Master's (One Year) Thesis, SOLM12
A Master’s thesis is a scientific research project of limited scale that is intended to exhibit the student’s capacity to work independently and carry out research. The intension of the thesis is to make a genuine contribution of new knowledge, written in the genre of scientific research.
SOLM 12, 15 credits
The course involves students independently designing and completing a research project within the discipline of sociology of law. The student is to identify a relevant issue from within the discipline, select methods, collect and process empirical material, select theoretical points of departure, analyze this material and present findings in both written and oral form.
The degree project is carried out under the supervision of a tutor who is assigned to the student by the Sociology of Law Department. The supervisor advises the student and gives his/her viewpoints on the planning of the project, its execution and the presentation of its findings. At the same time, however, the work is an independent project and the student is responsible for the completion of the project. The completed degree project is reviewed and discussed at a seminar.
On completion of the course students should be able to
- demonstrate specialised knowledge of foundations in the theory of science, and research issues, theories and methods in the sociology of law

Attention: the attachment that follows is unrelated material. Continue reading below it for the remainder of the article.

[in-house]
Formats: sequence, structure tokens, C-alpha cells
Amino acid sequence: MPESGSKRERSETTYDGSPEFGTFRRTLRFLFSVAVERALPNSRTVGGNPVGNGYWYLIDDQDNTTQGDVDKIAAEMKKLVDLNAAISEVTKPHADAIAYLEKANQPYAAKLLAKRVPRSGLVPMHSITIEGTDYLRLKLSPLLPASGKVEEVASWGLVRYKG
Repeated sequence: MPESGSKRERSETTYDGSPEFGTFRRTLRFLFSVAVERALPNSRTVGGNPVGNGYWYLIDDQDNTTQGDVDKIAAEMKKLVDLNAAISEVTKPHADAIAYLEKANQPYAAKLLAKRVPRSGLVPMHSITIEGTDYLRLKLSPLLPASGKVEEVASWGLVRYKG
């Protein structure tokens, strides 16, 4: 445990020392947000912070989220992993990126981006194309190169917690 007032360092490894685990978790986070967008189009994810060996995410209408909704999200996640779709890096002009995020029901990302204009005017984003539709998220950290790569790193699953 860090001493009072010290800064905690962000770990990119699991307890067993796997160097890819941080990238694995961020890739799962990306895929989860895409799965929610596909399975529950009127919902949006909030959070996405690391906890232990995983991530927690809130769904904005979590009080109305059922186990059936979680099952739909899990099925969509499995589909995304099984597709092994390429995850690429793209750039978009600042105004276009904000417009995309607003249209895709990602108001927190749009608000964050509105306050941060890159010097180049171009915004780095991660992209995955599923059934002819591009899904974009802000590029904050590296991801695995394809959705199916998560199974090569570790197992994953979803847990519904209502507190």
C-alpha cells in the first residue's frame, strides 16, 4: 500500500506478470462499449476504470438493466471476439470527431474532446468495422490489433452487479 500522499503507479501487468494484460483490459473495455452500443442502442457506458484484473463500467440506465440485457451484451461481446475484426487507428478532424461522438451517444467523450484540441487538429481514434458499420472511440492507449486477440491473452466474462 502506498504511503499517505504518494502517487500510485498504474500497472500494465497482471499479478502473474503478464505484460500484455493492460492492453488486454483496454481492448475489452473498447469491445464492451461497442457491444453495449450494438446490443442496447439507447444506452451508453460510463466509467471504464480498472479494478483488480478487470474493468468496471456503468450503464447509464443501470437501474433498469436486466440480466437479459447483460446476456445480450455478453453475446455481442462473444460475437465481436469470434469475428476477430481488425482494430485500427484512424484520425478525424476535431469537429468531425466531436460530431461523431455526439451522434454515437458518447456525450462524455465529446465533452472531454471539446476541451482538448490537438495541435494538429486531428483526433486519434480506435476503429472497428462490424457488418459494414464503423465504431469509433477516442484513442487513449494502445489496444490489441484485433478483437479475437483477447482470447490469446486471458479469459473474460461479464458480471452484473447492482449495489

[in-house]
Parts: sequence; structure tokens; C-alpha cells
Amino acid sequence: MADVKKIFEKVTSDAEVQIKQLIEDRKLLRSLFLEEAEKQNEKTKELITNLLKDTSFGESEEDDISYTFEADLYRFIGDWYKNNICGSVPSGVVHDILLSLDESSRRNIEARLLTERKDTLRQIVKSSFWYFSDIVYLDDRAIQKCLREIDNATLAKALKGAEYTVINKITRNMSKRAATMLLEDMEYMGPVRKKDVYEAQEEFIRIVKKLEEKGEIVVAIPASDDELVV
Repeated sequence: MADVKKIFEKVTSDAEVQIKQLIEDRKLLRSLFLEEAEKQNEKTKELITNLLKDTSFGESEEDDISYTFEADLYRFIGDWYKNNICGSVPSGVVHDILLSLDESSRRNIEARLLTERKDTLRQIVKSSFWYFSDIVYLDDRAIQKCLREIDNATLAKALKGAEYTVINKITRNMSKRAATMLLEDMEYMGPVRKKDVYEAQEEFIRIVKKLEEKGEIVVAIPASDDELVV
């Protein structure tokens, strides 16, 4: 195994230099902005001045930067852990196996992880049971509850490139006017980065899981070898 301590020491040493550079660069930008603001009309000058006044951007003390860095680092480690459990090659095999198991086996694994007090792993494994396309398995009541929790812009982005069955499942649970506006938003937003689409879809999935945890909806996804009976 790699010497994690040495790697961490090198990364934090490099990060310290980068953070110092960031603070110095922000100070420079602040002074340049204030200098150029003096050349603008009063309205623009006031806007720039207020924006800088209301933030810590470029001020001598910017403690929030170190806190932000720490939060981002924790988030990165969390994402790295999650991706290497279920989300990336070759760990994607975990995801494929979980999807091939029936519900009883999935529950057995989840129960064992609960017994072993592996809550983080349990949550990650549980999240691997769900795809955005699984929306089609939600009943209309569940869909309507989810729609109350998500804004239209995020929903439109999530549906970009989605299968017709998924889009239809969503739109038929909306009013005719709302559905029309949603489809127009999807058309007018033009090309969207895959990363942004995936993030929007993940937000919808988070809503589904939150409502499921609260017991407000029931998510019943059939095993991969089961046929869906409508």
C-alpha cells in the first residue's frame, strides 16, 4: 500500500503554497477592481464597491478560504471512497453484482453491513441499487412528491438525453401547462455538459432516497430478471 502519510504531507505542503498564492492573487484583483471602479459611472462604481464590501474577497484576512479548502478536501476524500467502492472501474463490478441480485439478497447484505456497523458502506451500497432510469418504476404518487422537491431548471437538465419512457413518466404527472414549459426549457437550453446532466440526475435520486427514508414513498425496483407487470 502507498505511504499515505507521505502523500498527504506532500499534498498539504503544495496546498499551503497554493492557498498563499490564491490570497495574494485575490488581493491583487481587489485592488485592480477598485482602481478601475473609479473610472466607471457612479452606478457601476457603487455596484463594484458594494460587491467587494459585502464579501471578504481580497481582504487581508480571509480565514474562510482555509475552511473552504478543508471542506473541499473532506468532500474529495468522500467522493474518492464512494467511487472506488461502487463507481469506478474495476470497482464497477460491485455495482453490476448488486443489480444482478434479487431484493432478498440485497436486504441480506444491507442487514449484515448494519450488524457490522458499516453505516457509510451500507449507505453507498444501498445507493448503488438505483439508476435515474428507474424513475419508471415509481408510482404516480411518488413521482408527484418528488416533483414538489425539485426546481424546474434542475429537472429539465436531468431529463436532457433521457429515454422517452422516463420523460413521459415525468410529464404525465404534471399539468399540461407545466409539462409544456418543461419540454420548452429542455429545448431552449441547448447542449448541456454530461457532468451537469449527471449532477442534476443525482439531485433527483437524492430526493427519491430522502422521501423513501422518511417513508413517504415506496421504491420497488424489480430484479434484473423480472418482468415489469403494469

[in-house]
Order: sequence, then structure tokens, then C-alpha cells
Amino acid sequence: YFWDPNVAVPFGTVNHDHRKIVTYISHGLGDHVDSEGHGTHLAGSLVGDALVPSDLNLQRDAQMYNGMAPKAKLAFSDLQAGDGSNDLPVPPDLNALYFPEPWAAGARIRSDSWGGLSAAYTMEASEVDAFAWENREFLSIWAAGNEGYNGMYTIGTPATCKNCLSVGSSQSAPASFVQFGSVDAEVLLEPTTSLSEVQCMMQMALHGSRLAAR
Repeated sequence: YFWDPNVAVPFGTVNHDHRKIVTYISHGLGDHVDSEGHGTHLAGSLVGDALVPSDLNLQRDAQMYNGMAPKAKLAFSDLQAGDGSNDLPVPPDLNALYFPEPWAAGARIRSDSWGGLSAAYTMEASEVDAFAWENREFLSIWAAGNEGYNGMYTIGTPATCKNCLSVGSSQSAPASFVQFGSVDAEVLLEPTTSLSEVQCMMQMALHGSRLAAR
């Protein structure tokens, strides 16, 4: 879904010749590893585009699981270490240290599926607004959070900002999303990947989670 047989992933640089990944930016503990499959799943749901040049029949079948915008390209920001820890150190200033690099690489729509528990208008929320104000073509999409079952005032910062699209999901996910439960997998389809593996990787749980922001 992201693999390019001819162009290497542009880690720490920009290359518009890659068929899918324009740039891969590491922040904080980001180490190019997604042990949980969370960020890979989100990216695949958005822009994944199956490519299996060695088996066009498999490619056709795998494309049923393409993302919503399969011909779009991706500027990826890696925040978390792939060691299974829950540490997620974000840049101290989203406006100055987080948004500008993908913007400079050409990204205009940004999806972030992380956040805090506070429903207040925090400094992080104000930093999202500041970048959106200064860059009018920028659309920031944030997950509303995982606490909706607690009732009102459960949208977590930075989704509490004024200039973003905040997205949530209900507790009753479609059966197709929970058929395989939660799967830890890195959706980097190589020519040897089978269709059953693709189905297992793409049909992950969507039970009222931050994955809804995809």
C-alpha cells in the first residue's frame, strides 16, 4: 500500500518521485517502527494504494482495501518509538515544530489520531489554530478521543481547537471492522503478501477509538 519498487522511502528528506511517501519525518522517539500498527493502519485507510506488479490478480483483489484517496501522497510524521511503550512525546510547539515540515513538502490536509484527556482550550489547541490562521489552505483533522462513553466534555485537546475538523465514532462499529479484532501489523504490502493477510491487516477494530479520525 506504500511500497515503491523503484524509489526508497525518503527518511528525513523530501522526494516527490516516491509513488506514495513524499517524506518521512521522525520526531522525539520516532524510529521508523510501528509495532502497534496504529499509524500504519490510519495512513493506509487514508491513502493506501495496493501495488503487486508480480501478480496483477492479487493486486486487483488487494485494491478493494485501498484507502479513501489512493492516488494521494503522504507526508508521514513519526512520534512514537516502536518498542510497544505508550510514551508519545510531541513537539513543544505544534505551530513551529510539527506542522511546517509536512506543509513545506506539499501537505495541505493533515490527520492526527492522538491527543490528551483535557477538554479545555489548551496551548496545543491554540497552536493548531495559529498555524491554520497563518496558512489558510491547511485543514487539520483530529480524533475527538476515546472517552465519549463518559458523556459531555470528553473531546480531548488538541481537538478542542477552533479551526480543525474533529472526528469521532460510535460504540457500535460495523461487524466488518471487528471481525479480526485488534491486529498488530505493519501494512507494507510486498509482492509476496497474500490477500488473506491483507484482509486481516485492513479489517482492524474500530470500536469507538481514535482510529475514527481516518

- demonstrate a critical and scholarly approach to knowledge, learning and the coreareas of the sociology of law: the norms and legal regulation of society
- independently formulate and investigate issues in the sociology of law and address them by means of theory and abstract reasoning
- be able to summarise, critically review, assess and provide constructive feedback onthe research processes and completed investigations of othersbe
- reflect on the research process
To be eligible for the course the student must have at least a Bachelor’s degree including three semesters (90 credits) of studies in sociology of law or another subject of relevance to the course, e.g. sociology, law, political science, social work, or the equivalent. The students must also have at least 30 second-cycle credit in sociology of law theory or the equivalent and at least 15 second-cycle credits in social science methodology and/or in the theory of science.